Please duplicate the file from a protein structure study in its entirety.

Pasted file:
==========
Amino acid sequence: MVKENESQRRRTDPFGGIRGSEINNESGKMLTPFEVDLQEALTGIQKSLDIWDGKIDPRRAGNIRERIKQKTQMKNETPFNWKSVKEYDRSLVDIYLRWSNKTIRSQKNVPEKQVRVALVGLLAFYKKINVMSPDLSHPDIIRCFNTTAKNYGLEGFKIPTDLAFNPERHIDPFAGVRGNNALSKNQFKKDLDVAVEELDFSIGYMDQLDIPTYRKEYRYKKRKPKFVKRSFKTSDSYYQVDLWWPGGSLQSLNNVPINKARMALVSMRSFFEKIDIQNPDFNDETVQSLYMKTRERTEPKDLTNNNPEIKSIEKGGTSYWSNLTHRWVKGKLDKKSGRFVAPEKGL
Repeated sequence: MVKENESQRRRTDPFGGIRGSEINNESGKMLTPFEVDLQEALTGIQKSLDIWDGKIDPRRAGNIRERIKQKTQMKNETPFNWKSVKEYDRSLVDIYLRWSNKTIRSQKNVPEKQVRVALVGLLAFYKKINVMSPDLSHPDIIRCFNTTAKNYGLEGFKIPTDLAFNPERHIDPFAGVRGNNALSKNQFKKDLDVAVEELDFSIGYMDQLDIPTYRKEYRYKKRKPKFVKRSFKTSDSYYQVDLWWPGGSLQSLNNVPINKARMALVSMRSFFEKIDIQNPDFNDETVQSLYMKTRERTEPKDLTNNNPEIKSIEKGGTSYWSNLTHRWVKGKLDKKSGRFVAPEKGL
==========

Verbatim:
Amino acid sequence: MVKENESQRRRTDPFGGIRGSEINNESGKMLTPFEVDLQEALTGIQKSLDIWDGKIDPRRAGNIRERIKQKTQMKNETPFNWKSVKEYDRSLVDIYLRWSNKTIRSQKNVPEKQVRVALVGLLAFYKKINVMSPDLSHPDIIRCFNTTAKNYGLEGFKIPTDLAFNPERHIDPFAGVRGNNALSKNQFKKDLDVAVEELDFSIGYMDQLDIPTYRKEYRYKKRKPKFVKRSFKTSDSYYQVDLWWPGGSLQSLNNVPINKARMALVSMRSFFEKIDIQNPDFNDETVQSLYMKTRERTEPKDLTNNNPEIKSIEKGGTSYWSNLTHRWVKGKLDKKSGRFVAPEKGL
Repeated sequence: MVKENESQRRRTDPFGGIRGSEINNESGKMLTPFEVDLQEALTGIQKSLDIWDGKIDPRRAGNIRERIKQKTQMKNETPFNWKSVKEYDRSLVDIYLRWSNKTIRSQKNVPEKQVRVALVGLLAFYKKINVMSPDLSHPDIIRCFNTTAKNYGLEGFKIPTDLAFNPERHIDPFAGVRGNNALSKNQFKKDLDVAVEELDFSIGYMDQLDIPTYRKEYRYKKRKPKFVKRSFKTSDSYYQVDLWWPGGSLQSLNNVPINKARMALVSMRSFFEKIDIQNPDFNDETVQSLYMKTRERTEPKDLTNNNPEIKSIEKGGTSYWSNLTHRWVKGKLDKKSGRFVAPEKGL